AGNES is a film about a present-day exorcism at a cloistered convent – and what happens afterwards. Molly C. Quinn stars as Mary, a young nun who is the best friend of the possessed Agnes (Hayley McFarland), and whose story we follow most closely in the second half of the movie.
Originally from Texas, Quinn also serves as one of the producers on AGNES, along with her partners in QWGmire (pronounced Quagmire), Elan Gale and Matthew Welty. The film was directed by Oklahoma native Mickey Reece, who wrote the script with John Selvidge. Quinn had previously produced and starred in the 2015 feature WELCOME TO HAPPINESS.
Quinn costarred for the eight-season run of CASTLE (2009-2016) as the teen daughter of Nathan Fillion’s title character. Some of her other credits include DOCTOR SLEEP, THE INBETWEEN, THE FIX, NEWLY SINGLE, THE LAST RAMPAGE, GUARDIANS OF THE GALAXY VOL. 2, and a long-running voice role on THE WINX CLUB. Earlier this year, Quinn guest-starred on Fillion’s current series THE ROOKIE, which was created by former CASTLE co-showrunner Alexi Hawley.
Over a Zoom call, Quinn talks about all things AGNES, as well as her ROOKIE guest spot.
ASSIGNMENT X: You’ve done a couple of other horror projects as an actor. Is this a genre you particularly like, or is this just the jobs you’ve gotten …?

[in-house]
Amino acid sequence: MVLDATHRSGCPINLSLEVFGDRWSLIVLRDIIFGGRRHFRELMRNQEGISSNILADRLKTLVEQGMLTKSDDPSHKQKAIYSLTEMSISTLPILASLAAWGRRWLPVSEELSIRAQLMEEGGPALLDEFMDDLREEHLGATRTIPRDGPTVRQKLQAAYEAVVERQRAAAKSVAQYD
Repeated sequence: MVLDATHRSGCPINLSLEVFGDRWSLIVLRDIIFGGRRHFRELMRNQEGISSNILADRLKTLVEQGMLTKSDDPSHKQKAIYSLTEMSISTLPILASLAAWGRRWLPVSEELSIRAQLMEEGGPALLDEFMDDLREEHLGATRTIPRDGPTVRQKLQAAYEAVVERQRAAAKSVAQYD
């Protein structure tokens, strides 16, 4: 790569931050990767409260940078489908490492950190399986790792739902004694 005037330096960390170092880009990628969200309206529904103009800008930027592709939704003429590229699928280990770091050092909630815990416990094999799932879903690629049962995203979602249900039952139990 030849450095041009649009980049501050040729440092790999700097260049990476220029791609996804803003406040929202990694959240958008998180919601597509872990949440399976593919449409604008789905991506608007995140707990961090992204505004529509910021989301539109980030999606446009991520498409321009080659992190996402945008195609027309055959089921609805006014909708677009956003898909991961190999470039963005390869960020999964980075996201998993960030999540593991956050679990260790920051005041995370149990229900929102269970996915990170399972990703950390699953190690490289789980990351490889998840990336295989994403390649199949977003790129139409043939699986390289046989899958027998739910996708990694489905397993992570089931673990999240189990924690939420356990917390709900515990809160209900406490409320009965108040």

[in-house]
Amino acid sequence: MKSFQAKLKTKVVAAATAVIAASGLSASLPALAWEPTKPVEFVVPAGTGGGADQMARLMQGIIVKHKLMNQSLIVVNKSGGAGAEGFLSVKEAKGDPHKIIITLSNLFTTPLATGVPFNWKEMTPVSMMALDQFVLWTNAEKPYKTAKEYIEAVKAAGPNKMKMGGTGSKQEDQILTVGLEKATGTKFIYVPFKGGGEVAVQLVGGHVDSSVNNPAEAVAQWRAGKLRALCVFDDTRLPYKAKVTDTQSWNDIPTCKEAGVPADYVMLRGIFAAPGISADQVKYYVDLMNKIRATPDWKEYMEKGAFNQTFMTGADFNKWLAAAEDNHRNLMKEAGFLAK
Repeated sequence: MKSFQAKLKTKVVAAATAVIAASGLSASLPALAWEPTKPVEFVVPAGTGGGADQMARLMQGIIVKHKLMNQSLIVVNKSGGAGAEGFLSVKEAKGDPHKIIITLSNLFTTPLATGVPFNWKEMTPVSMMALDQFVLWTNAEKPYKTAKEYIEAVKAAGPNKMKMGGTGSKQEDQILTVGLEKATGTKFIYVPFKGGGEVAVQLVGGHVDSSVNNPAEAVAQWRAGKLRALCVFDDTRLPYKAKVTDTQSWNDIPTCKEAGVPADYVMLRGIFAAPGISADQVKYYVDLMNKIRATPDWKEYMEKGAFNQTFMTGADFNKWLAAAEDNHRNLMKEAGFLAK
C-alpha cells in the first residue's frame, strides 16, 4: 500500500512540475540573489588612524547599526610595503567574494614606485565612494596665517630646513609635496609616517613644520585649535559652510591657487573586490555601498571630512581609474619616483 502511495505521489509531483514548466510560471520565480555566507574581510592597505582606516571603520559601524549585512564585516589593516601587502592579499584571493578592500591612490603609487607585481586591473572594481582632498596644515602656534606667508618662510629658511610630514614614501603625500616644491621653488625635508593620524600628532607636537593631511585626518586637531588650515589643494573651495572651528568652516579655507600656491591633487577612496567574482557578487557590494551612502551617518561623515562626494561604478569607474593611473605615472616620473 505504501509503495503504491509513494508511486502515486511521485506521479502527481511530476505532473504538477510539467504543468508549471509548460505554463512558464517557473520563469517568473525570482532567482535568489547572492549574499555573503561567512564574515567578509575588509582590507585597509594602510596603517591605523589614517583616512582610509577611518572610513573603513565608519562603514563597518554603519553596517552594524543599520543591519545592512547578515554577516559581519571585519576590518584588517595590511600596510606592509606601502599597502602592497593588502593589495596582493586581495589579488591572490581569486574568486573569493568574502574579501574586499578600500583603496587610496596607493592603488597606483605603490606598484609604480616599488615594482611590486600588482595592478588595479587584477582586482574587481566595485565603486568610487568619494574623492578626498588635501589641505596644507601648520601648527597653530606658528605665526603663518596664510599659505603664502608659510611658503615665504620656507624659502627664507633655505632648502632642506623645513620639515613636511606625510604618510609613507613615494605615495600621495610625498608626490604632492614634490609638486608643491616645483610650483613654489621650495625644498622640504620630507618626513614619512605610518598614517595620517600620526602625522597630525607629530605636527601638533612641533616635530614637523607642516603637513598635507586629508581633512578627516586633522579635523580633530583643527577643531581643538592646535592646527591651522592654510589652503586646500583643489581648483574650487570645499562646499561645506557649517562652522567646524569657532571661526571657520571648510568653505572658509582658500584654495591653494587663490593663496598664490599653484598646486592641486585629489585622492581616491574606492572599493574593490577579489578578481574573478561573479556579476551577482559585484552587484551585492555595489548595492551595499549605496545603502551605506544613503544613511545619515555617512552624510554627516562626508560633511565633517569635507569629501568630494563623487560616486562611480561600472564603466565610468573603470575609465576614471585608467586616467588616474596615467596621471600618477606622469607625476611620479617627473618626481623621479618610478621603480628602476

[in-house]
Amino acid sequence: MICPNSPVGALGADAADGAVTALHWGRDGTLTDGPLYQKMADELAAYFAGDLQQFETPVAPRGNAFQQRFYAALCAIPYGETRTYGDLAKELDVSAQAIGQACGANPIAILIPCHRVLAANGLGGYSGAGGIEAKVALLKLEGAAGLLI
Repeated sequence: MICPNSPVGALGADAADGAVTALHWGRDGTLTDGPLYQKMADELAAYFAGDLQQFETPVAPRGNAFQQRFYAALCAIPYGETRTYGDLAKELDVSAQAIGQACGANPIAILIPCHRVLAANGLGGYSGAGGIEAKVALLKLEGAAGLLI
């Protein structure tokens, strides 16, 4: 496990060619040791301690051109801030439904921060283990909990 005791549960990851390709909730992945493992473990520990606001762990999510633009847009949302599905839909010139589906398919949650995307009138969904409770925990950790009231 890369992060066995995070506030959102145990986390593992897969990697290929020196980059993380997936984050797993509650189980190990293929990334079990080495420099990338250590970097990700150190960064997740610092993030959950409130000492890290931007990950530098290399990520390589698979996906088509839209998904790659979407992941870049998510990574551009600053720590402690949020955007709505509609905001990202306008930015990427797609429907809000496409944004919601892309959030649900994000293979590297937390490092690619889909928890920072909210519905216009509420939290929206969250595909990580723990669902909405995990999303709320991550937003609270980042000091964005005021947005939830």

MOLLY C. QUINN: I think it’s something that I particularly like. I think the stories that you can tell under the guise of horror are really varied. There are a lot of subjects you can touch on in the world of horror. So, that’s why I like it a lot.
AX: You’re also a producer on AGNES. Were you instrumental in getting it made, or did you come aboard as an actor, and then take on additional duties?
QUINN: It started at the same time. When I read the script, I was looking to see if it was something we wanted to produce at QWGmire, and if it was something that I would want to star in. And the answer to both those questions was “yes.” So, my partners, Elan Gale and Matthew Welty and I, raised the money ourselves, and met with Mickey Reece the director, watched CLIMATE OF THE HUNTER [the 2019 feature Reece directed and co-wrote with Selvidge], and flew ourselves to Oklahoma City in January, 2020, and got this movie made right before the pandemic.
AX: So, you made it in Oklahoma, and you did not have to deal with COVID protocols?
QUINN: [laughs] No, we did not. We finished right before COVID protocols.
AX: Oklahoma is not a film production hub the way that, say, Atlanta is. Did you have to struggle to find resources, or did your filmmakers know where to go for everything?